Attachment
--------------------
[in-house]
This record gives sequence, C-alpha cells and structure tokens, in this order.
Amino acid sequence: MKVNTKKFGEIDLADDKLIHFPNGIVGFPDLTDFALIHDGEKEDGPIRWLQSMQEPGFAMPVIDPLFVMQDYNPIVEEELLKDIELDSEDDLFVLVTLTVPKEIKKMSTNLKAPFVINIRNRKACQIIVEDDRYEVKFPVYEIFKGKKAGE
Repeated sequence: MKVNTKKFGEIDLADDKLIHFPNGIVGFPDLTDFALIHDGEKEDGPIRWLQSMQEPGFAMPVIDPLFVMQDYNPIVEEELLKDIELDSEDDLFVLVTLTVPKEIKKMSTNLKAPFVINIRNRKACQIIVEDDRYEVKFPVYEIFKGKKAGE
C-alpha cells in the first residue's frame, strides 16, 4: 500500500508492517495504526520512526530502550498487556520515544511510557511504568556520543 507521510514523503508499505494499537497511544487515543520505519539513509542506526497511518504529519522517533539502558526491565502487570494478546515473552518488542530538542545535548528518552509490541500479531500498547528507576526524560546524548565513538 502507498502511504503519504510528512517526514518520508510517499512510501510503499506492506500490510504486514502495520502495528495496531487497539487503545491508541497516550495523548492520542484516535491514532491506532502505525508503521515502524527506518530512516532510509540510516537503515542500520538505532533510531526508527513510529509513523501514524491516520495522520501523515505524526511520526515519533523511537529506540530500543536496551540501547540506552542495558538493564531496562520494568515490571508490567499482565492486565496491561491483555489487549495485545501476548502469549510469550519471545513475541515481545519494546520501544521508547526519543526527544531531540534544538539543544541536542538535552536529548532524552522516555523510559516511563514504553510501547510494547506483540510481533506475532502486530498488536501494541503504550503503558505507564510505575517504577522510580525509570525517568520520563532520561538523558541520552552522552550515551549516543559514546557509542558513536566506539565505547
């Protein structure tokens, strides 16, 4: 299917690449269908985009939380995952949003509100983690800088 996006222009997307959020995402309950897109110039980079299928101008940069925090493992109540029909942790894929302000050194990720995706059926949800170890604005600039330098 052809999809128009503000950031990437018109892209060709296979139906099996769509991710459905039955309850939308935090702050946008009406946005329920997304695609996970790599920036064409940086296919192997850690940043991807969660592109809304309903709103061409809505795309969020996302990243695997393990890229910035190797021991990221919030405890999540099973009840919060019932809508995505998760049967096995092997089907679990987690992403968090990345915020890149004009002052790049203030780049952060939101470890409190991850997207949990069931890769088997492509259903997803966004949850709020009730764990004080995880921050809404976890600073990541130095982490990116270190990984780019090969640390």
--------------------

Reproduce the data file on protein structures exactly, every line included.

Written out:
[in-house]
This record gives sequence, C-alpha cells and structure tokens, in this order.
Amino acid sequence: MKVNTKKFGEIDLADDKLIHFPNGIVGFPDLTDFALIHDGEKEDGPIRWLQSMQEPGFAMPVIDPLFVMQDYNPIVEEELLKDIELDSEDDLFVLVTLTVPKEIKKMSTNLKAPFVINIRNRKACQIIVEDDRYEVKFPVYEIFKGKKAGE
Repeated sequence: MKVNTKKFGEIDLADDKLIHFPNGIVGFPDLTDFALIHDGEKEDGPIRWLQSMQEPGFAMPVIDPLFVMQDYNPIVEEELLKDIELDSEDDLFVLVTLTVPKEIKKMSTNLKAPFVINIRNRKACQIIVEDDRYEVKFPVYEIFKGKKAGE
C-alpha cells in the first residue's frame, strides 16, 4: 500500500508492517495504526520512526530502550498487556520515544511510557511504568556520543 507521510514523503508499505494499537497511544487515543520505519539513509542506526497511518504529519522517533539502558526491565502487570494478546515473552518488542530538542545535548528518552509490541500479531500498547528507576526524560546524548565513538 502507498502511504503519504510528512517526514518520508510517499512510501510503499506492506500490510504486514502495520502495528495496531487497539487503545491508541497516550495523548492520542484516535491514532491506532502505525508503521515502524527506518530512516532510509540510516537503515542500520538505532533510531526508527513510529509513523501514524491516520495522520501523515505524526511520526515519533523511537529506540530500543536496551540501547540506552542495558538493564531496562520494568515490571508490567499482565492486565496491561491483555489487549495485545501476548502469549510469550519471545513475541515481545519494546520501544521508547526519543526527544531531540534544538539543544541536542538535552536529548532524552522516555523510559516511563514504553510501547510494547506483540510481533506475532502486530498488536501494541503504550503503558505507564510505575517504577522510580525509570525517568520520563532520561538523558541520552552522552550515551549516543559514546557509542558513536566506539565505547
């Protein structure tokens, strides 16, 4: 299917690449269908985009939380995952949003509100983690800088 996006222009997307959020995402309950897109110039980079299928101008940069925090493992109540029909942790894929302000050194990720995706059926949800170890604005600039330098 052809999809128009503000950031990437018109892209060709296979139906099996769509991710459905039955309850939308935090702050946008009406946005329920997304695609996970790599920036064409940086296919192997850690940043991807969660592109809304309903709103061409809505795309969020996302990243695997393990890229910035190797021991990221919030405890999540099973009840919060019932809508995505998760049967096995092997089907679990987690992403968090990345915020890149004009002052790049203030780049952060939101470890409190991850997207949990069931890769088997492509259903997803966004949850709020009730764990004080995880921050809404976890600073990541130095982490990116270190990984780019090969640390």